If your ideas don't match the Standard Model (and thus spontaneous symmertry breaking due to a Higgs processes) to something like 99.99% then your model is wrong. But you have no working model so it's a failure in that respect. You rest heavily on electron/positron pair production but you ignore it's just one of the methods of photon interactions. EVERY charged particle and it's antiparticle contributes to photon and Z process, especially at high energy, and physicists account for this. You don't. You don't derive pair production from base postulates like QFT does. You don't derive anything from postulates.
 
Thank you for the information, Alphanumeric.

Can I remind all constributors that this is an Alpha thread. Please can we stay focussed on the subject at hand.

DH, you say we have observed them and they exist. But I'm still struggling to find evidence. For example, I'd be interested in seeing a detector image which shows an event then a gap followed by a spray, indicating that a very high energy photon had traversed the gap. This old bubble chamber picture is pair production and annihilation is an example of what I mean. The dotted purple line is the path of the photon. In itself it is not observable, but something crossed that gap, and we're satisfied that it's a photon.

k2epl1.jpg

(http://teachers.web.cern.ch/teachers/archiv/HST2002/Bubblech/mbitu/electron-positron.htm)
 
Thank you for the information, Alphanumeric.
I'm suprised you didn't already know it, what with your claims of knowing so much about mainstream physics.
For example, I'd be interested in seeing a detector image which shows an event then a gap followed by a spray, indicating that a very high energy photon had traversed the gap
Was there something you didn't understand about the post I just made which gave you an explaination of how we can tell it's a photon but also the reason why it's not seen as a track gap?
 
No. Photons travel at c, no track gap means that photon was a photon for zero seconds.

Now, can you point me towards something like a detector image which shows an event then a gap followed by a spray, indicating that a very high energy photon had traversed the gap? I've spent an hour searching and can't find what I'm looking for.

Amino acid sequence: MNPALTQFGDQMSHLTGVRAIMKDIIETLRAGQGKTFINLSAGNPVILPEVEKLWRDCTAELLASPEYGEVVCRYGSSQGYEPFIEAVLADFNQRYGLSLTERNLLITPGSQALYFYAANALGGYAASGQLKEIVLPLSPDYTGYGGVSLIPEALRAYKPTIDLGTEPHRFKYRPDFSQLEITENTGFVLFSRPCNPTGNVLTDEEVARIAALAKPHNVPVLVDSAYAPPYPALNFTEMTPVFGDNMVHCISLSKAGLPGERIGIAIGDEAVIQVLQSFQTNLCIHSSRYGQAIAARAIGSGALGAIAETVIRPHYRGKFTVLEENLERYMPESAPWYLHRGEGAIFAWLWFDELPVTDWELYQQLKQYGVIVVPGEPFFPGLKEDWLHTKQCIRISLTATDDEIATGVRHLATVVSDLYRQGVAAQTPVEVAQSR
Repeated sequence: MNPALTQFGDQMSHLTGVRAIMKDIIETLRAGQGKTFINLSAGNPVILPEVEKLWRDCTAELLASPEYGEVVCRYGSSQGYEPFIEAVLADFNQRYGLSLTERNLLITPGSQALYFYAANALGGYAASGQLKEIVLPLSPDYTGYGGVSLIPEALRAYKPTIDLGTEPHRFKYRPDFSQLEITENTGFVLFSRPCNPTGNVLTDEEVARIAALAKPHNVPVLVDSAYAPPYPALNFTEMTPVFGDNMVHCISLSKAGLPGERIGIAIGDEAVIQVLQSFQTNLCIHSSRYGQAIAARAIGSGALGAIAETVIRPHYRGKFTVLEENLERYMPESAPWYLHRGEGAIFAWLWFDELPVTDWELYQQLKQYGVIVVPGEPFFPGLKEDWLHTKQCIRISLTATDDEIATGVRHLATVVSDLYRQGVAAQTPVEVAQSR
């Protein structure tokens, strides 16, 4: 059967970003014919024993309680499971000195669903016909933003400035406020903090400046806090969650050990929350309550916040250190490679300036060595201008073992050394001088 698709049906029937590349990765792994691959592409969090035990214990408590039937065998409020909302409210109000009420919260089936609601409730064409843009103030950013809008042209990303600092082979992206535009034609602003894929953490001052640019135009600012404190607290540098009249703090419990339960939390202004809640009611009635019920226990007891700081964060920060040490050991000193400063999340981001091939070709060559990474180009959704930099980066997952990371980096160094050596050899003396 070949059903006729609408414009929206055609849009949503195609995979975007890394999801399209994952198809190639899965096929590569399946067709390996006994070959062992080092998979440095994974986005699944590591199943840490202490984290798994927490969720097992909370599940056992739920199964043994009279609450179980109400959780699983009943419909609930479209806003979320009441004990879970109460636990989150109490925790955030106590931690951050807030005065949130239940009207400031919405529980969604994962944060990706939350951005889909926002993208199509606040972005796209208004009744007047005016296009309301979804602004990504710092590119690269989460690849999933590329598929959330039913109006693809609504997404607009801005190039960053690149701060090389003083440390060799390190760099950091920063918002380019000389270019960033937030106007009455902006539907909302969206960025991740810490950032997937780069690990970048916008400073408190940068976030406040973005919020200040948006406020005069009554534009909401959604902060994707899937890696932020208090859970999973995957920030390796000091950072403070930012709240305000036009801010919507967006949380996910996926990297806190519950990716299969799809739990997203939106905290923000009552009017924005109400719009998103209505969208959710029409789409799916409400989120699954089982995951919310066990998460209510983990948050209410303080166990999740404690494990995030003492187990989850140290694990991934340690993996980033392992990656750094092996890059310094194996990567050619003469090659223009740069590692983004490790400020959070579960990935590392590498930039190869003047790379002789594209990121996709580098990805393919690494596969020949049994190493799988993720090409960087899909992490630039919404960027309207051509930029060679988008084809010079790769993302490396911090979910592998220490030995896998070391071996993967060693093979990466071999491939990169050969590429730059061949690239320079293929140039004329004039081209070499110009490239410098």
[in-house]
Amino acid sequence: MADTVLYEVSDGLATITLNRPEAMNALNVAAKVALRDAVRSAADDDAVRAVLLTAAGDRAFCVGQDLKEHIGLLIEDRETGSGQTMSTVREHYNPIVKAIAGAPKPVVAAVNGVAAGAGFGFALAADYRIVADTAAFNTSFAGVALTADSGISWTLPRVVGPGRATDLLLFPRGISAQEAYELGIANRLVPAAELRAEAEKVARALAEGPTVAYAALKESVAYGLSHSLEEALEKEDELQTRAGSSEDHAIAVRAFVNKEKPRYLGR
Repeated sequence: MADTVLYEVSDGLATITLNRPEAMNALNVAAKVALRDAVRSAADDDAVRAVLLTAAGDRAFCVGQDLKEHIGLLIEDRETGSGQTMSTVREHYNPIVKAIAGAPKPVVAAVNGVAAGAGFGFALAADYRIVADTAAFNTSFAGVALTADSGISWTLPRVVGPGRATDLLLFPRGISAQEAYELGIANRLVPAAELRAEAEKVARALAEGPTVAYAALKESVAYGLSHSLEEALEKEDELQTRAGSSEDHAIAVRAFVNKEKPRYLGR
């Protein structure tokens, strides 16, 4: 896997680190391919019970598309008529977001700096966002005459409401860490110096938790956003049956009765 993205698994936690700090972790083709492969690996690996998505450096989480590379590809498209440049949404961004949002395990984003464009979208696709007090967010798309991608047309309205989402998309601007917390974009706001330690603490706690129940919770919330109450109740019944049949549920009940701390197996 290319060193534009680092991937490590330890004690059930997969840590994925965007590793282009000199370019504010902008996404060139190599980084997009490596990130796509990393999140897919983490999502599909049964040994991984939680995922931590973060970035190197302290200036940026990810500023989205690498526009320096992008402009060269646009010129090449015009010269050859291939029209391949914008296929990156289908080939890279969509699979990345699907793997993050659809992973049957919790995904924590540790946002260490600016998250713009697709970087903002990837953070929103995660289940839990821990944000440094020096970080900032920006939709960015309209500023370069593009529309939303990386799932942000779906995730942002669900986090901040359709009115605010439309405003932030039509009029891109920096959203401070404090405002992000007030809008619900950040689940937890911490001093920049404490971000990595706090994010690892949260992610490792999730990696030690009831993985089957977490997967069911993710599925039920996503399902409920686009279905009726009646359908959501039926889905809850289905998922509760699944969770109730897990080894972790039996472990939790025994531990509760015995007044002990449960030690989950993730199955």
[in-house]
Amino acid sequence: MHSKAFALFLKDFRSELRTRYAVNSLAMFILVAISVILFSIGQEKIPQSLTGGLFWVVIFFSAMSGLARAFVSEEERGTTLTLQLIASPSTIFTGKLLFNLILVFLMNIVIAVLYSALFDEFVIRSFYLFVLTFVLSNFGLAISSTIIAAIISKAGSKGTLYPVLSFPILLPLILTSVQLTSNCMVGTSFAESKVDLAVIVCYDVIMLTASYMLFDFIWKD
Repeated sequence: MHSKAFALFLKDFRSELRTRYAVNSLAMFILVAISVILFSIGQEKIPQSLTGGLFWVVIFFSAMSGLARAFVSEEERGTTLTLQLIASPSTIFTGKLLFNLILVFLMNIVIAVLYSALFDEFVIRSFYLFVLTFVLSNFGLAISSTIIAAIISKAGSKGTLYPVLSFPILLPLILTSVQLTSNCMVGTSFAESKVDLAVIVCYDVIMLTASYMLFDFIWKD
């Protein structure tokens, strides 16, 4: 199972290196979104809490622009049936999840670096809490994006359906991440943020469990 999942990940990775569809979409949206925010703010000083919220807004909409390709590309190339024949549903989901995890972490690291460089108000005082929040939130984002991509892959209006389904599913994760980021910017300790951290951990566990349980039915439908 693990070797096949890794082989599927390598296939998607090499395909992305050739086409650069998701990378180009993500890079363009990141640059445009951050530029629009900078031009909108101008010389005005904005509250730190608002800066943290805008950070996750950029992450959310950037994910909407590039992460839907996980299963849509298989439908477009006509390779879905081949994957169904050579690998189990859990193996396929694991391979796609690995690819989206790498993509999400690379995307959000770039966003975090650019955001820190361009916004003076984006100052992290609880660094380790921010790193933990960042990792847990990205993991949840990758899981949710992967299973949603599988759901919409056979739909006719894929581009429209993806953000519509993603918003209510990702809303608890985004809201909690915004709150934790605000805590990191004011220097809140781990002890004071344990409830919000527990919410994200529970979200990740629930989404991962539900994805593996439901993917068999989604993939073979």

No. Photons travel at c, no track gap means that photon was a photon for zero seconds.
No, no track gap means the photon was a photon for such a short period of time it's indetectable to the detector.

If you'd bothered to look up particle detection methods and results you'd know it's a common thing for high energy colliders. Supermassive/energetic particles don't have time to propogate enough to be noticable in the collider. We have to work out what they where from their decay products. For instance, we know an electron+positron collision cannot directly turn into a tau and an antitau. It must go through a photon or a Z first, due to the interactions of the Standard Model. Therefore, if we see an electron+positron 'instantly' turn into a tau+antitau, then we know the photon or Z produced by the electron+positron was so short lived it didn't propogate. Life time for some particles is less than $$10^{-24}$$ seconds. Even at the speed of light, they would propogate about $$3 \times 10^{-15}m$$. That's about the width of a nucleus, utterly beyond our ability to detect for typical for weak bosons (otherwise the weak force would be 'long distance' and effect things outside the nucleus).

This should have come up in the 'research' you've been doing. If you haven't come across such information then you aren't looking properly, since it's fairly basic knowledge for anyone who understands the Standard Model on even a conceptual level.

It would seem you don't.
 
Other particles like the proton can hold onto it's energy a bit better but at cosmological energies, even if sheds pions are an alarming rate due to the GZK process and it's respective cut off.
The GZK limit is 6*10[sup]19[/sup] eV, or 60 million TeV. The photons Farsight talked about in the OP were far less than that: A wavelength of 10[sup]-13[/sup] meters, or roughly 10 MeV in terms of energy.

BTW, GLAST launched Wednesday, June 11, 2008. It will for gammas up to 200 GeV (which is 10+ orders of magnitude less energetic than the GZK limit).
 
Thanks for the information everybody. I'm still puzzling over photons with a wavelength of less than 10¯¹³ metres. As DH says, the energy of ~10MeV is far less than the energy of cosmological gamma rays which have travelled light years, but then Alphanumeric talks about a high-energy photon having a very short lifetime and decaying almost immediately.

Alphanumeric, did you actually mean decay? Did you mean to say the high-energy photon has a short lifetime and decays promptly of its own accord, or did it interact with some other particle that is present in the collider but not in interstellar space?

If anybody can point me towards some experiment that demonstrates photons propagating with a wavelength of less than 10¯¹³ metres I'd be grateful. I was looking at a scanner website over the weekend which was talking about a 20MeV beam, so the energy is not particularly special, but I still can't find anything that talks about photons with very short wavelengths.